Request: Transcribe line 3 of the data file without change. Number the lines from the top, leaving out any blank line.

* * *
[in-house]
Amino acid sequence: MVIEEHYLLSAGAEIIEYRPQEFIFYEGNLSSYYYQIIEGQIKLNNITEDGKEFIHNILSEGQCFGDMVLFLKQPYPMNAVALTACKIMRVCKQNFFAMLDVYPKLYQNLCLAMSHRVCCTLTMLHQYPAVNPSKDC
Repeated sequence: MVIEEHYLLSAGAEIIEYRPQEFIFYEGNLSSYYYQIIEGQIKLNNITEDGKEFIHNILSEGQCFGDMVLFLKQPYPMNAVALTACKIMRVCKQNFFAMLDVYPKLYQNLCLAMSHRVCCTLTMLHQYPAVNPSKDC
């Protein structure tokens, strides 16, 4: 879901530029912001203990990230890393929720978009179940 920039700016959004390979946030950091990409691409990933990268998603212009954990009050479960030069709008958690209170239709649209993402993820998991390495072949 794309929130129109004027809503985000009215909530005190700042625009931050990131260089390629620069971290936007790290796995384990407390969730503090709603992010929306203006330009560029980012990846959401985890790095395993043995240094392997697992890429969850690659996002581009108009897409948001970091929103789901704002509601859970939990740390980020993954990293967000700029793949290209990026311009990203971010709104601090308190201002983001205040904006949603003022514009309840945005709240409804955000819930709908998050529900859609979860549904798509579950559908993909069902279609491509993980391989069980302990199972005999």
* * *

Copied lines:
Repeated sequence: MVIEEHYLLSAGAEIIEYRPQEFIFYEGNLSSYYYQIIEGQIKLNNITEDGKEFIHNILSEGQCFGDMVLFLKQPYPMNAVALTACKIMRVCKQNFFAMLDVYPKLYQNLCLAMSHRVCCTLTMLHQYPAVNPSKDC